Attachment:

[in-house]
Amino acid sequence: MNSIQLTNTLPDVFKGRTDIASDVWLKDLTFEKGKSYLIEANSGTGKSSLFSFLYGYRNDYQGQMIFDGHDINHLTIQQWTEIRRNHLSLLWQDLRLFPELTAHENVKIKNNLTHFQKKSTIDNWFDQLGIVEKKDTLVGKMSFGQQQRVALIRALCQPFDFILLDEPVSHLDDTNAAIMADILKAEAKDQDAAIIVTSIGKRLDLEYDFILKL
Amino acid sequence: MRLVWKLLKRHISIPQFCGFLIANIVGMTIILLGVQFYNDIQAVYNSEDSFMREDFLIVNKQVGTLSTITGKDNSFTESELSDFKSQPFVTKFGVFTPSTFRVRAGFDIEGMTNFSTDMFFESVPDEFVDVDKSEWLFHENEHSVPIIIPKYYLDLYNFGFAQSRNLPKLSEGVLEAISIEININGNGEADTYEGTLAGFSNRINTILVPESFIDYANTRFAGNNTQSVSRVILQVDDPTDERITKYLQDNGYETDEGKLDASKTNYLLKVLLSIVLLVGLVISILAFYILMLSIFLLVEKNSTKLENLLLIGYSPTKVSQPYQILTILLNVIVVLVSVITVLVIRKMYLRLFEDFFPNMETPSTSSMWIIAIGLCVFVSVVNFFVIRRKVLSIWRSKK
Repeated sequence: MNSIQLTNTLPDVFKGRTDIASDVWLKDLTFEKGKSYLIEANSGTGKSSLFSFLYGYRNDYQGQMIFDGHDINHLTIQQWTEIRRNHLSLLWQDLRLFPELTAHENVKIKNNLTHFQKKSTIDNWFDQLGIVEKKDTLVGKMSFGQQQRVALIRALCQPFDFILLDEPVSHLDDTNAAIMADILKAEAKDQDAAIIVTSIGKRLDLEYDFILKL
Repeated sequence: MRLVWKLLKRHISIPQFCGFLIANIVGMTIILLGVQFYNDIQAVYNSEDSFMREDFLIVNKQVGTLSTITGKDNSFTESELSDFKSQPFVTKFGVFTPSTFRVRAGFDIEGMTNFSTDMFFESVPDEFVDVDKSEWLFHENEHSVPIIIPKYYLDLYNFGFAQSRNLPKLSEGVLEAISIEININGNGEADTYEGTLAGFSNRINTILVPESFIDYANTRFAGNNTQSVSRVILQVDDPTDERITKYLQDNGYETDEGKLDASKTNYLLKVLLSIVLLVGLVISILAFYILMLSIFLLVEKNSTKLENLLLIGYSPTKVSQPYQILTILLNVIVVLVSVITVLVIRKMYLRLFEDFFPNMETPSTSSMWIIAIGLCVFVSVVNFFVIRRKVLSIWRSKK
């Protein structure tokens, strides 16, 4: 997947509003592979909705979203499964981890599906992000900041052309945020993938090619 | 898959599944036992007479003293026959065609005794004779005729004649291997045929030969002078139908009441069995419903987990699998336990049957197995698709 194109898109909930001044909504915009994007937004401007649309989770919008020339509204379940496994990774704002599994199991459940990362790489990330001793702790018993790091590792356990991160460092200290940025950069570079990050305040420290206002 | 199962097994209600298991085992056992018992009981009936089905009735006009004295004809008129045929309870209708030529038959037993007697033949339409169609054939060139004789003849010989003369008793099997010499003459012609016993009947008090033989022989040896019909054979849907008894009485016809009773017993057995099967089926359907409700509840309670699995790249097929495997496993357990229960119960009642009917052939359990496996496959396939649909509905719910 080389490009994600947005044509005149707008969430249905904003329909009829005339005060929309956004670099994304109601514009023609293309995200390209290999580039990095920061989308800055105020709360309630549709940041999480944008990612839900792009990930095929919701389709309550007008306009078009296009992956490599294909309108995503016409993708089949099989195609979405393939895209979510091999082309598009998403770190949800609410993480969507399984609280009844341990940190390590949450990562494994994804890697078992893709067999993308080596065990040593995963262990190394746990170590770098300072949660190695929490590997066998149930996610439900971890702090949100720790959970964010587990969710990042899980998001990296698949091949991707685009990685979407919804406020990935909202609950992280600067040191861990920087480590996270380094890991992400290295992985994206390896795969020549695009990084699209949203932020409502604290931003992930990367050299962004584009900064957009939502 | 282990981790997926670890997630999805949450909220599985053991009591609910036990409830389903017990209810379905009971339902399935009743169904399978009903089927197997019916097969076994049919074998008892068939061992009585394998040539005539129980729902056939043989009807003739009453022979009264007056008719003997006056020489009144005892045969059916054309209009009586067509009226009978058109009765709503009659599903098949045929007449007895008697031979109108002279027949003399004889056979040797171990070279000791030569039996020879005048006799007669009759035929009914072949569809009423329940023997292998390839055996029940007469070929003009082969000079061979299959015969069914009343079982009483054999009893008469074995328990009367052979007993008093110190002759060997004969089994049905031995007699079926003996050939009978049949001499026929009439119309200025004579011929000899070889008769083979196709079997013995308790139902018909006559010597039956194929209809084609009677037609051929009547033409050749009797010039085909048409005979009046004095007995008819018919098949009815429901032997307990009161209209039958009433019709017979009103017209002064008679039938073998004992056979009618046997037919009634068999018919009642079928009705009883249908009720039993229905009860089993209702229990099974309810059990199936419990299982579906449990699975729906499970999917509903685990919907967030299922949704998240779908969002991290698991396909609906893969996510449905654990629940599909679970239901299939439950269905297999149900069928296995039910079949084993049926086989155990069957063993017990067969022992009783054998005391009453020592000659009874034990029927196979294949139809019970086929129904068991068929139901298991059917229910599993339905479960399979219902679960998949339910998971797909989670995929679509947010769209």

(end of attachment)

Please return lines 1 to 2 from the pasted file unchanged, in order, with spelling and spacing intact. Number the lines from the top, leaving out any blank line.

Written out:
[in-house]
Amino acid sequence: MNSIQLTNTLPDVFKGRTDIASDVWLKDLTFEKGKSYLIEANSGTGKSSLFSFLYGYRNDYQGQMIFDGHDINHLTIQQWTEIRRNHLSLLWQDLRLFPELTAHENVKIKNNLTHFQKKSTIDNWFDQLGIVEKKDTLVGKMSFGQQQRVALIRALCQPFDFILLDEPVSHLDDTNAAIMADILKAEAKDQDAAIIVTSIGKRLDLEYDFILKL